Another line of approach to this engraving which I have followed is to study it as presenting a scheme of five entrances onto a stage—the classical number of entrances—in an arrangement which might be an adaptation of the stage of the ancient theater suited to the requirements of actors in a London public theater.

The evidence of this engraving cannot be dismissed as valueless until it has been carefully tested by experiment whether such a scheme of a frons scaenae which we see in it would fit the movements of characters in plays. I suggest that work on this engraving should now switch from argument as to what theater it may or may not represent, or from criticisms of the adaptations of it made in my book (which are not intended to be more than suggestions, others may have better ideas), and should concentrate on experimental work. Let it be tried out experimentally whether the arrangement of upper and lower entrances, terrace, and chamber window, shown in the Fludd engraving, will work with a Shakespearean play known to have been performed at the Globe. I suggest that a start might be made with Hamlet.

There are still many problems awaiting solution in connection with the publication of Fludd’s works in Germany, their illustration, their relation to the general output and aims of the De Bry firm of printers, and to the situation in Germany at that time. I am at present working on a book on these matters which I hope may help to throw further light on why Fludd was interested in theaters, though this is only one aspect of a very complicated problem.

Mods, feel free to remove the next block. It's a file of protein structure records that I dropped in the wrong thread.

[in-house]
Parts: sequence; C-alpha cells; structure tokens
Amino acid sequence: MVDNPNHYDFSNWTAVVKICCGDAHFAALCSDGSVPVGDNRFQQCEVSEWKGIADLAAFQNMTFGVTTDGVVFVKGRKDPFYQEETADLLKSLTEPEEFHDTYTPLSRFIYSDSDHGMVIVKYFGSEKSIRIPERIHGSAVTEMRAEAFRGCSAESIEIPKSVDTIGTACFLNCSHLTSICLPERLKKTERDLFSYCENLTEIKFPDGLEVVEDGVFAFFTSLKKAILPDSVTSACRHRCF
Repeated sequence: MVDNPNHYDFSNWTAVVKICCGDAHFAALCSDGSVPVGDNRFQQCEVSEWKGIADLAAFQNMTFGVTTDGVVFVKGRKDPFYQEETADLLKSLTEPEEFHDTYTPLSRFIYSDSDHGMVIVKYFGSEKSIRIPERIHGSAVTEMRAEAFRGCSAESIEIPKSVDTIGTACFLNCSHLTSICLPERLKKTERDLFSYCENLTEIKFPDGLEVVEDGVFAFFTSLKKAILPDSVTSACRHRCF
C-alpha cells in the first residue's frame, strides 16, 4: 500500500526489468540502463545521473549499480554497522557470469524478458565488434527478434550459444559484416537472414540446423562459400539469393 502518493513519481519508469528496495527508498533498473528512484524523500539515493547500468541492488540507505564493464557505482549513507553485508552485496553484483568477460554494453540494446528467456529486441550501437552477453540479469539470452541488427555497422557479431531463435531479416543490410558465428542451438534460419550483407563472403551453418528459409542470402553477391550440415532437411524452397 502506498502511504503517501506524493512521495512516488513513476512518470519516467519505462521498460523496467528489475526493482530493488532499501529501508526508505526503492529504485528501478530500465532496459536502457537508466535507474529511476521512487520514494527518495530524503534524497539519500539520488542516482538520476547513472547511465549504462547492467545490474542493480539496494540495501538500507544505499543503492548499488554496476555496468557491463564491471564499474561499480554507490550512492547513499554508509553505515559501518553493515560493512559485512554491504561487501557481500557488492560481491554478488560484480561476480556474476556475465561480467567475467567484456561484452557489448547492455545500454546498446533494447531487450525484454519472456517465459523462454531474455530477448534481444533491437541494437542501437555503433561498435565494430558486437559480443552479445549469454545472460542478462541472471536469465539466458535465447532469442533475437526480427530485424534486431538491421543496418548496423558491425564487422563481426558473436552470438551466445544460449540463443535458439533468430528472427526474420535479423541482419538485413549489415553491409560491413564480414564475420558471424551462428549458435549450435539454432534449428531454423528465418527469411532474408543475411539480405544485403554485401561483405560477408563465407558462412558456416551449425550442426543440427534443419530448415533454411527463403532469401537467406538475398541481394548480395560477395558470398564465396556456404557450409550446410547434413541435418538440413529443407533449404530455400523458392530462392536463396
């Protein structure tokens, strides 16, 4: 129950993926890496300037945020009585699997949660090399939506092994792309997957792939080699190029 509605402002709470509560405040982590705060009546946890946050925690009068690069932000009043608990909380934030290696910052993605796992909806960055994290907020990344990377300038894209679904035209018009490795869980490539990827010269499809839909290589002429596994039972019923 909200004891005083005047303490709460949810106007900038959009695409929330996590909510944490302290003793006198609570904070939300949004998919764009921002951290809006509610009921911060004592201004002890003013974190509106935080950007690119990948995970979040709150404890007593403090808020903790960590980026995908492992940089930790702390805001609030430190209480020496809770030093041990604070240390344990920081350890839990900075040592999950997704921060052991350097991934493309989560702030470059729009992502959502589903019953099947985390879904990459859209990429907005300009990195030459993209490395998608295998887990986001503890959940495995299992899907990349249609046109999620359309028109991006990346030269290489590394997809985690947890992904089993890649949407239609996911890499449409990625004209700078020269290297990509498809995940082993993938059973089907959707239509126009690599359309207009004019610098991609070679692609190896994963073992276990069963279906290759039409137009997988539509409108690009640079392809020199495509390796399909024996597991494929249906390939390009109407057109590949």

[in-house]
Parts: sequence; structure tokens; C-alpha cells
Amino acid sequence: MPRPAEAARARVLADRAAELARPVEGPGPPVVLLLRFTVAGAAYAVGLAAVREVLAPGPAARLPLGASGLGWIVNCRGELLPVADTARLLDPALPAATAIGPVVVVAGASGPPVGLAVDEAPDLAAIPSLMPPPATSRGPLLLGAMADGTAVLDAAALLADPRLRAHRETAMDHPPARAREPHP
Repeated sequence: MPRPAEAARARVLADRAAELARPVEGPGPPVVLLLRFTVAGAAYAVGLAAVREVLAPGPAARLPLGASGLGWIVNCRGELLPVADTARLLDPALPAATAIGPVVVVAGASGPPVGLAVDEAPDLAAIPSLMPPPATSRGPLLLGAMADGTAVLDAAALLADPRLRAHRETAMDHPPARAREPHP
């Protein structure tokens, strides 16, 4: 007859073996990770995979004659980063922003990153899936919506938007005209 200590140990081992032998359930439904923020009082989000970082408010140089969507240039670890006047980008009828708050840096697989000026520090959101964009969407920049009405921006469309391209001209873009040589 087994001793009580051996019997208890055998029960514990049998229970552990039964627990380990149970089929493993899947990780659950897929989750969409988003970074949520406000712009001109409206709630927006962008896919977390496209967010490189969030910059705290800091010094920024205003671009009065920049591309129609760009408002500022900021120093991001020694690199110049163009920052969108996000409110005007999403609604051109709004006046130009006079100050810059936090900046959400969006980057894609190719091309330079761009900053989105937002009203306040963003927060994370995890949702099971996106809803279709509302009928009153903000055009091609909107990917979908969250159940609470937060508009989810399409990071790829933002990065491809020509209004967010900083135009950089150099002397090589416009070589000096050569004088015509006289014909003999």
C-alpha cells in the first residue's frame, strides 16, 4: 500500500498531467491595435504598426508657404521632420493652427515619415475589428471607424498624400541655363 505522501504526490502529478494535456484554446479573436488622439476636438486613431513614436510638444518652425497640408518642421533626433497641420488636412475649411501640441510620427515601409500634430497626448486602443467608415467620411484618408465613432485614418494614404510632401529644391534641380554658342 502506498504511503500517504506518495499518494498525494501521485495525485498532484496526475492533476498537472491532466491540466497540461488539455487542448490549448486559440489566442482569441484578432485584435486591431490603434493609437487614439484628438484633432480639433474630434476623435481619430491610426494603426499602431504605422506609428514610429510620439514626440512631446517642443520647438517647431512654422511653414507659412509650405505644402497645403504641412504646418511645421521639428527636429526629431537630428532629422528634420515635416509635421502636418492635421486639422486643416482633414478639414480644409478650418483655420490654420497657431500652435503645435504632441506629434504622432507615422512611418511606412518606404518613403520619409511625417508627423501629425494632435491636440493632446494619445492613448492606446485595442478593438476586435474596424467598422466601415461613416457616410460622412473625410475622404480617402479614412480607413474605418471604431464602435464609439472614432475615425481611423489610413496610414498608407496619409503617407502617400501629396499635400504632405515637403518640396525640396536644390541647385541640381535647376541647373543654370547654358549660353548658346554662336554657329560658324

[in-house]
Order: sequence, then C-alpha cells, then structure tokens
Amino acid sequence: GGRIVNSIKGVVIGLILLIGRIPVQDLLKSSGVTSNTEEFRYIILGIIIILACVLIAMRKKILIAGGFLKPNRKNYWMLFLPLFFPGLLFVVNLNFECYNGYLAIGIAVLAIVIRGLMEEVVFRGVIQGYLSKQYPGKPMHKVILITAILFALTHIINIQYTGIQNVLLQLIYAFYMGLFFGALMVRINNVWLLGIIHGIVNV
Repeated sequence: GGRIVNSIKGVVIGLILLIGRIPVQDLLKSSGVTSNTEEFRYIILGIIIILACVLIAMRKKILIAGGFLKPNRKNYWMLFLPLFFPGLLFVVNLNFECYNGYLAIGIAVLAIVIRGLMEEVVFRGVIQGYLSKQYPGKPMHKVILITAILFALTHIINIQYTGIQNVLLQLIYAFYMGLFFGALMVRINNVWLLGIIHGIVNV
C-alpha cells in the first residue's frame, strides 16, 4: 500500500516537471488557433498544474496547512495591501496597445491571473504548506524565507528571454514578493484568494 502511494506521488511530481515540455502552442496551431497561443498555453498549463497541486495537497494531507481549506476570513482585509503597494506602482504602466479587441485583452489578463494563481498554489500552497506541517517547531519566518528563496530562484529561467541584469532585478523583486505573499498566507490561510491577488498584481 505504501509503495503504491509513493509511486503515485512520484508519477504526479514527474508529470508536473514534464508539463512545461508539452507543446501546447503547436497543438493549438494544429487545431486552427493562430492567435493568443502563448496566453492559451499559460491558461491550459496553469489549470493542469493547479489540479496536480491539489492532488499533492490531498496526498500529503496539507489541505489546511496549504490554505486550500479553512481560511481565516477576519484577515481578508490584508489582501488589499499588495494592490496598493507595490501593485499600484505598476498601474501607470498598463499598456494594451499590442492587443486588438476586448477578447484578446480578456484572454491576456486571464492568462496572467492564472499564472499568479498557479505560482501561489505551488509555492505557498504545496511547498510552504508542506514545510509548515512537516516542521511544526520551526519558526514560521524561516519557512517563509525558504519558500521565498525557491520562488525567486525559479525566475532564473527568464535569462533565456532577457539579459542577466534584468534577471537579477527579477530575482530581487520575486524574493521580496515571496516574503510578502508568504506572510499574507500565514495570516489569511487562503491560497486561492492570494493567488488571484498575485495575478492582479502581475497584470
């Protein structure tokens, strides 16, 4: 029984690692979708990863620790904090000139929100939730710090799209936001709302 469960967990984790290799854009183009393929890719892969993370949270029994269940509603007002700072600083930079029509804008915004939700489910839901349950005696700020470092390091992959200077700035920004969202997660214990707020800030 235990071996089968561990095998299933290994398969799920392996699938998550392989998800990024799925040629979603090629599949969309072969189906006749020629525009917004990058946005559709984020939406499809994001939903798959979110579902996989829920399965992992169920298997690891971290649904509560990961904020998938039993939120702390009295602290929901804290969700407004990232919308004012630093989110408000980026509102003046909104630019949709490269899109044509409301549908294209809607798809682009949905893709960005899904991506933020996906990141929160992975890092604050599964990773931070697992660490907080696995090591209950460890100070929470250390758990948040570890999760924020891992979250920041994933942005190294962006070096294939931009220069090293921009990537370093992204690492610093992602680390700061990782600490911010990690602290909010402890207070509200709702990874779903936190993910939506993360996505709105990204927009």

Frances Yates

Warburg Institute


Wylie Sypher replies:

I do not believe my review indicated that the Fludd engraving is “valueless.” Rather, I suggested that in this last book Miss Yates may have over-interpreted the direct relevance of this engraving to the structure of the Globe stage. Her article in Shakespeare Studies III (1967), expanding what she wrote in The New York Review of Books, does not seem to me to resolve the problem entirely because she appears to have used her evidence somewhat arbitrarily. It is easy to agree with her remark in Shakespeare Studies that Fludd is of “the greatest importance, not only for one particular theatre, but for the whole of the theatre movement initiated by Burbage.” Yet in the same volume of Shakespeare Studies Herbert Berry warns against taking the Fludd illustrations as a wholly accurate guide to the actual staging of English plays. In fact, the precise relation of the Fludd engraving to Shakespearian stage design has been differently read by Richard Bernheimer, I. A. Shapiro, Herbert Berry, Glynne Wickham, and Frances Yates, who is clearly a profound student of Fludd. We await her report on the German publication of Fludd’s works. Meanwhile by a stroke of scholarship she has incontestably established the Vitruvian influence on the idea of the Globe theatre as cosmological.

  • Email
  • Print